Twenty youth dance companies featuring performers aged 5 to 21 years old and working in diverse styles including ballet, contemporary dance, Afro-contemporary, jazz, hip hop and classical Indian dance took to the stage immediately in front of Canary Wharf tube station. The day was hosted by the effervescent Katie P, who also led a workshop teaching the Big Dance Pledge dance choreographed this year by English National Ballet artists Laura Harvey and Jenna Lee.
The aim of this year’s event was very much to celebrate the wide array of dance styles taking place in the capital and bring youth dance to a wider audience of festival attendees and passers-by. As well as being thrilled to perform to a public audience, many of the young dancers enjoyed the opportunity to watch other groups – “It’s nice to see something different from us – other types of dance,” says Emily from Copthall School in Barnet, performing in classmate Lauren’s GCSE dance choreography. Lauren agrees: “It was really fun, a really nice atmosphere, nice seeing people!”
A number of the young people performing at this year’s event represented youth groups connected to professional touring dance companies, including Impact Dance’s Fully Functioning Individuals, State of Emergency’s Re-position, and Myself dance company’s youth group Me.I, directed by choreographer Khloe Dean. “Our piece was originally created to celebrate International Women’s Week,” explains company member Saskia, “so it has a lot of songs from current female MCs and it’s about representing female power in terms of MCs.”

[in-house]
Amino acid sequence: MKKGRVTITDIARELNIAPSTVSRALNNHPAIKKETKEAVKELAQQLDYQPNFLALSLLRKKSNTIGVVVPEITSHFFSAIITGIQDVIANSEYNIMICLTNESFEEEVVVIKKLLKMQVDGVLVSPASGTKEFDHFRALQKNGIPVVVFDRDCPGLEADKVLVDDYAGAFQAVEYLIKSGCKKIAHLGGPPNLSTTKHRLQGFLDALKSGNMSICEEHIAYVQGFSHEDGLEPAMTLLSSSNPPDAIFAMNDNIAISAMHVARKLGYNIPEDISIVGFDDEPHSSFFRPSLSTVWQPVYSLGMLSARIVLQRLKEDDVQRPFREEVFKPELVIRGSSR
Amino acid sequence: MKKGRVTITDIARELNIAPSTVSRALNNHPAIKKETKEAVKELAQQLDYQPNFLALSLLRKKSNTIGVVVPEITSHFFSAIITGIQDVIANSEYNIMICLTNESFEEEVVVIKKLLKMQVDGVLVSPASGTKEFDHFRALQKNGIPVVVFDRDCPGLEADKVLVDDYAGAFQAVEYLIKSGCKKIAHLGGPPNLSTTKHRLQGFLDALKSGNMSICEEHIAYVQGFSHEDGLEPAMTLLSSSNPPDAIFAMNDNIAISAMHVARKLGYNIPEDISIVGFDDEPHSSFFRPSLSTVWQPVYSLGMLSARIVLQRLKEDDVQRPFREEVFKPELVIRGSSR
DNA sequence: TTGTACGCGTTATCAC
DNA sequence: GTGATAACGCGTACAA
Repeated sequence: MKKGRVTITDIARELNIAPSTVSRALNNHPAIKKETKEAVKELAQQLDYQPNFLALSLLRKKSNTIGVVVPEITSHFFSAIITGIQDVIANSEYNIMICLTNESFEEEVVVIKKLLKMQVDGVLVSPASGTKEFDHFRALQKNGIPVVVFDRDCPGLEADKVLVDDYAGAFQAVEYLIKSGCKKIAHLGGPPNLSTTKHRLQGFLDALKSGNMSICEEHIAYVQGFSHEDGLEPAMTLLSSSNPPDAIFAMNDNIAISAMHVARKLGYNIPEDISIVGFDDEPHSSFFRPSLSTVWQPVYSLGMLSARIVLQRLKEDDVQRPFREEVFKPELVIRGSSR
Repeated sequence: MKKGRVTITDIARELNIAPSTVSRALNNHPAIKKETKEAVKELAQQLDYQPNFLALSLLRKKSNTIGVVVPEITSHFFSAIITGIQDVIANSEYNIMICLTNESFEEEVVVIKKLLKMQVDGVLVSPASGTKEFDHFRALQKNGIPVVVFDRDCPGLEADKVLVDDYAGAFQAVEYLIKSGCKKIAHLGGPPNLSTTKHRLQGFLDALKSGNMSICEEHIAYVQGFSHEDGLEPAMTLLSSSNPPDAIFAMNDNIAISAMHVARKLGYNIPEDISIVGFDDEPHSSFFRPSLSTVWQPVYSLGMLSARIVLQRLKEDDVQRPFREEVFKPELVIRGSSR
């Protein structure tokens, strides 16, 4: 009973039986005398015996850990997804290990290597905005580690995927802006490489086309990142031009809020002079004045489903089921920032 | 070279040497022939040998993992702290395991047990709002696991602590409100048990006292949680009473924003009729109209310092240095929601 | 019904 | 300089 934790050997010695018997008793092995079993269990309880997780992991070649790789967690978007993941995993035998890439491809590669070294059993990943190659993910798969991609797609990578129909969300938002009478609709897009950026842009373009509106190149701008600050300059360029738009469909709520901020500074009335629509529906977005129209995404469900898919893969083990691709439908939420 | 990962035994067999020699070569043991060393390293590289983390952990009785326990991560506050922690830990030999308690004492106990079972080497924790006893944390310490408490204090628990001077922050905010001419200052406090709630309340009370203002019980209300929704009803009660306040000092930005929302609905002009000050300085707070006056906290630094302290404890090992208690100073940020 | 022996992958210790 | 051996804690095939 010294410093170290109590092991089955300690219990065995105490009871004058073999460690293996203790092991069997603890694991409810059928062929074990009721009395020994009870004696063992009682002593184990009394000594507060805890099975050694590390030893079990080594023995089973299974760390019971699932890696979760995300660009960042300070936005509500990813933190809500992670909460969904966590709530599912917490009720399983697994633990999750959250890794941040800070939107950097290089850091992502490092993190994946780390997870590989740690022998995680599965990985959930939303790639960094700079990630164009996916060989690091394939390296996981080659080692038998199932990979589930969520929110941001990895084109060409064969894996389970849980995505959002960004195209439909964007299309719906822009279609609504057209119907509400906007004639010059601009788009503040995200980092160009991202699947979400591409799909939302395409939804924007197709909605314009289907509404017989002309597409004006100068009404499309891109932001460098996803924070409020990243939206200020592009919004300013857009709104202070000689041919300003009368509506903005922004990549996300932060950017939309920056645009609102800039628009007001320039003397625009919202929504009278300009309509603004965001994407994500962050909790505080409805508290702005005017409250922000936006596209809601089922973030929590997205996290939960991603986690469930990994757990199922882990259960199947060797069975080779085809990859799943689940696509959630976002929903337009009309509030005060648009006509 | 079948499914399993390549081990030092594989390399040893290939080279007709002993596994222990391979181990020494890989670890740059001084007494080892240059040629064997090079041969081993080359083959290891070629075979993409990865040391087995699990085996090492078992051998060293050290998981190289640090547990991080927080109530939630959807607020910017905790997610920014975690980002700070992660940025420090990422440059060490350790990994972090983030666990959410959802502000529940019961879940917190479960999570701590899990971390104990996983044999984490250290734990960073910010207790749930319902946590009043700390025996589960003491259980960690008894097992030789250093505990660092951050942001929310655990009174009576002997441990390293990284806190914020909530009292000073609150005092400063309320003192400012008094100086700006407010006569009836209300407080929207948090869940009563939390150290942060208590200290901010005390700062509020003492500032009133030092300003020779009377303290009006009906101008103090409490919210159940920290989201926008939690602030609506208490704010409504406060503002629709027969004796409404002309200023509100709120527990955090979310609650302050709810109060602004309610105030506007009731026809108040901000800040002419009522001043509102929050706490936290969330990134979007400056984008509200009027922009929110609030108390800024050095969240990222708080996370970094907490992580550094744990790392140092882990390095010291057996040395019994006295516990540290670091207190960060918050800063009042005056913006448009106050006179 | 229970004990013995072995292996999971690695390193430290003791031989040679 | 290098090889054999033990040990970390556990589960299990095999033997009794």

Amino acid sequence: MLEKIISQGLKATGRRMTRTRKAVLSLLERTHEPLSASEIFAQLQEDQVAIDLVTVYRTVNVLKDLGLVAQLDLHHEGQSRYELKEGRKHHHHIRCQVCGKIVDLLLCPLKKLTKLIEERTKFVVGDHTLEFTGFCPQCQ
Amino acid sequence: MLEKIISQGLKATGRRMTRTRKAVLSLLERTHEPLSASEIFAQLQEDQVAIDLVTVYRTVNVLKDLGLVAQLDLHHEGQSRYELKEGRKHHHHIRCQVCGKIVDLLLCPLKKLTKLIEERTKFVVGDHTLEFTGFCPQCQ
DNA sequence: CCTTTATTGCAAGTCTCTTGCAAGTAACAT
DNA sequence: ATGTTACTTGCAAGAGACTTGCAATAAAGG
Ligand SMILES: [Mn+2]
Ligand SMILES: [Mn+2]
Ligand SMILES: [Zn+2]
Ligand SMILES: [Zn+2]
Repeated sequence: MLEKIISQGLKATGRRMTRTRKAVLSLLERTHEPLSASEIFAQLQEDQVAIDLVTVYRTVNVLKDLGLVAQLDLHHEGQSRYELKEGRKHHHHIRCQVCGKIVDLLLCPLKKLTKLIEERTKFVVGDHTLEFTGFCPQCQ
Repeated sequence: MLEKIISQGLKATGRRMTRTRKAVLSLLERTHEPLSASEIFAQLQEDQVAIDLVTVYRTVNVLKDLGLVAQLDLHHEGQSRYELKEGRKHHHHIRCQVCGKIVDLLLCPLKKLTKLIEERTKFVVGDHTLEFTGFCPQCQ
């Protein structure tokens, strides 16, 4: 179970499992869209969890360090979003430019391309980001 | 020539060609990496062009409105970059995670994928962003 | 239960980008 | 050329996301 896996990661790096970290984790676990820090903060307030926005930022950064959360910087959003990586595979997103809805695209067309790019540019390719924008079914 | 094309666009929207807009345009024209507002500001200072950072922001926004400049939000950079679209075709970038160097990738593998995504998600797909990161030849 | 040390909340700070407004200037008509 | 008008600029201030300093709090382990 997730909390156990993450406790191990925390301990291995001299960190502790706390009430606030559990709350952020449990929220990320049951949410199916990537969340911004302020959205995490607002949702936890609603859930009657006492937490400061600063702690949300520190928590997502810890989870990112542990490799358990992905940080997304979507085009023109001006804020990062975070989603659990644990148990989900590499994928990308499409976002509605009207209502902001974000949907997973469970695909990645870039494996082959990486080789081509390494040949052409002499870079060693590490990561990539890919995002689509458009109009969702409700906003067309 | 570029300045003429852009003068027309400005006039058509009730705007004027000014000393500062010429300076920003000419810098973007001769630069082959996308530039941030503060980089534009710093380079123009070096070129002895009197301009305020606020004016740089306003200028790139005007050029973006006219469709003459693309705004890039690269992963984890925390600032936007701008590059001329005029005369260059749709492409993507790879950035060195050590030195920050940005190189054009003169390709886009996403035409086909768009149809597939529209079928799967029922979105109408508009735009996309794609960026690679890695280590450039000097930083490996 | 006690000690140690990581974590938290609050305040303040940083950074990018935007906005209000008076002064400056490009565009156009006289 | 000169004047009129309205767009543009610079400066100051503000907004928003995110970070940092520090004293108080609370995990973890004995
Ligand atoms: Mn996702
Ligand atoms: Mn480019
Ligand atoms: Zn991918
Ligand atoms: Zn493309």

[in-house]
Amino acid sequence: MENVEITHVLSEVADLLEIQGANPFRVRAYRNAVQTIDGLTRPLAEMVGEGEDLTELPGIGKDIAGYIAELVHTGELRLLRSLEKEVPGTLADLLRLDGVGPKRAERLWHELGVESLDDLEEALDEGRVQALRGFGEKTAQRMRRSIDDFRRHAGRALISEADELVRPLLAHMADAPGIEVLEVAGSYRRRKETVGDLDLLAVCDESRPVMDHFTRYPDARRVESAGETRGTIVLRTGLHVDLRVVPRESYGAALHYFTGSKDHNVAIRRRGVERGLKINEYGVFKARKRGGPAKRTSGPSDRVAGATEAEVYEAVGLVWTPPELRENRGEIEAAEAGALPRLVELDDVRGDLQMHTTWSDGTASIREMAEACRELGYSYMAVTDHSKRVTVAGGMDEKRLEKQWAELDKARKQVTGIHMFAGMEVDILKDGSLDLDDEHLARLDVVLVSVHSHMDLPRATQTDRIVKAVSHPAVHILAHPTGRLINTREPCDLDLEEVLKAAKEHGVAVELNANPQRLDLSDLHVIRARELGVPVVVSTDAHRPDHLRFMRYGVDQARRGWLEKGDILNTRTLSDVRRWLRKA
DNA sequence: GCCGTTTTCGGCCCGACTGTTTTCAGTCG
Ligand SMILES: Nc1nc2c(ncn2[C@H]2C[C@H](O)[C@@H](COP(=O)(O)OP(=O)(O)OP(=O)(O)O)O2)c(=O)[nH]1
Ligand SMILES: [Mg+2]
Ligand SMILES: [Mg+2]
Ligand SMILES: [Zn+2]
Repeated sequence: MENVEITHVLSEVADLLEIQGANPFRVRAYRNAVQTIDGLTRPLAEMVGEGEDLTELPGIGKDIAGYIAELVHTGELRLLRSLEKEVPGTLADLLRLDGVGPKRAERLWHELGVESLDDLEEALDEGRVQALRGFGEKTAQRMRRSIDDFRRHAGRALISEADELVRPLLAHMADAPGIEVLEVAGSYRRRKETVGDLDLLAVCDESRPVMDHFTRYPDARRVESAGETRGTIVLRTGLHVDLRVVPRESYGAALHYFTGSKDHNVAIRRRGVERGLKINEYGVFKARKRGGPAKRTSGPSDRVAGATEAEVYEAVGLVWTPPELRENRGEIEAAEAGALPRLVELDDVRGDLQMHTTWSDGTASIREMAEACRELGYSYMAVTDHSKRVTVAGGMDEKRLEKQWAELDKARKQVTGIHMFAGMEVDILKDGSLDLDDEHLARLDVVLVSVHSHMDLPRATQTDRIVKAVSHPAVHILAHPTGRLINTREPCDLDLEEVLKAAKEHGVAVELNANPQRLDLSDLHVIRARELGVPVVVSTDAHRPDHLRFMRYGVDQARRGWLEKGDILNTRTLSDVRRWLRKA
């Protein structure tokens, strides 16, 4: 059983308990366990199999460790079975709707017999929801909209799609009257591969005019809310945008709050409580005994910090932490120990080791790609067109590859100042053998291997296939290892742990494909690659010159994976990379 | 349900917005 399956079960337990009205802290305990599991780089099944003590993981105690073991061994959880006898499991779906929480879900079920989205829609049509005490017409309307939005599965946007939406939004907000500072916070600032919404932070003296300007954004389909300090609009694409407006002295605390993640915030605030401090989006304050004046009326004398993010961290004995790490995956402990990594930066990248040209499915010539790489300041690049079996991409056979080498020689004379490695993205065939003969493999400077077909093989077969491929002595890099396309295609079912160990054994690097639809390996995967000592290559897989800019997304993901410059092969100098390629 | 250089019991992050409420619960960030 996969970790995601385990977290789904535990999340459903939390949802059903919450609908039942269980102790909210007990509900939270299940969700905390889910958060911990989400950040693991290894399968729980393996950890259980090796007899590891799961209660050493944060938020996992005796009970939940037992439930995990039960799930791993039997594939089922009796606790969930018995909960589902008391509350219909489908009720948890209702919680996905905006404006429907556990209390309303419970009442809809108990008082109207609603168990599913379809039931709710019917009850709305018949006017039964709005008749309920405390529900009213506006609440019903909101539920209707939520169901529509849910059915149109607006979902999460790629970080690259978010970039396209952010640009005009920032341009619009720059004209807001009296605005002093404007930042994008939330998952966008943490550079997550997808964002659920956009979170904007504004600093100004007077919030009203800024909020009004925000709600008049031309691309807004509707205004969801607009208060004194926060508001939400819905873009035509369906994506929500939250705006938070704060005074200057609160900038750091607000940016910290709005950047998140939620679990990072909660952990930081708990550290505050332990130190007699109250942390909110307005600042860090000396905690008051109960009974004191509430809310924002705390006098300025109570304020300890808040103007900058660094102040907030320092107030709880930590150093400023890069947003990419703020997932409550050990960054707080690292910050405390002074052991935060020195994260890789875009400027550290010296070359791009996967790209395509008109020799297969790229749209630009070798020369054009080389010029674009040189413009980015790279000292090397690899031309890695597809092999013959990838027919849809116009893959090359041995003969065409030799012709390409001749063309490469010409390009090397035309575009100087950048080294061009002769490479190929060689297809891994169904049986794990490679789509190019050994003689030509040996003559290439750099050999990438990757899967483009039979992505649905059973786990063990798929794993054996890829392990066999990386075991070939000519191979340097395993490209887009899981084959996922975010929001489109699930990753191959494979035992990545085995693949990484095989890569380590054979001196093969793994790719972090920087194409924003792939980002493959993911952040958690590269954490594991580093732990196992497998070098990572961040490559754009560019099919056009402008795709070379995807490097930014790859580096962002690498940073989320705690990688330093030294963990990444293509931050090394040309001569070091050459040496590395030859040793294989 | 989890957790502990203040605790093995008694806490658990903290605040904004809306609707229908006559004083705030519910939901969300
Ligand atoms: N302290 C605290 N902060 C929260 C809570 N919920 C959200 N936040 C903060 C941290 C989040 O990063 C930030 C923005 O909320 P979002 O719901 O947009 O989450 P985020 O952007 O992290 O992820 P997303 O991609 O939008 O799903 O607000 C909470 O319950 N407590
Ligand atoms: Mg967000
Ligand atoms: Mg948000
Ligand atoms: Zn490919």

Like many of the dancers present on Saturday Saskia hopes to continue dancing and is looking forward to training at an institution such as Trinity Laban or London Contemporary Dance School, both of which were represented on stage. A group from The Place Centre for Advanced Training presented a piece created over just three days at their recent intensive training week, looking at connections and relationships entitled Em Nós, Nós Confio (“in us we trust”); while theTrinity Laban Youth Dance Company paired up with integrated youth company Cando2 to create The Butterfly Effect.
“Trinity Laban and Candoco now have a partnership,” explains Laban Youth Company directorStella Howard, “and we thought what a lovely way to start it would be to bring the two youth companies together.” The dancers worked together for term with Stella and Cando2 directorSarah Blanc to create material devised from a series of creative tasks. “Once the kids came together, they got on so well and worked so well creatively together. It was a real pleasure to see two groups of teenagers come together, work together and create material.”
Some of the youngest performers came from Sanskriti Limited, a school teaching the classical South Indian dance style of Bharatanatyam. Despite the public setting and a large audience, the tiny dancers weren’t in the least bit daunted and presented two traditional pieces, one seeking the blessing of Lord Ganesh and the other portraying the triumph of good over evil.
“It’s about coming together and celebrating dance,” says host Katie P, a passionate advocate of youth dance and a regular fixture at previous London Youth Dance days. “Youth dance is so important – it’s basically the future, so we need to inspire, get these young people involved. Having a platform for it shows that dance really is for everyone, and you can start at any age!”
Report & video: Lise Smith
Big Dance youth day, as part of Dancing City, Canary Wharf, Greenwich & Docklands International Festival.
Photos: Gigi Giannella
Originally published at www.londondance.com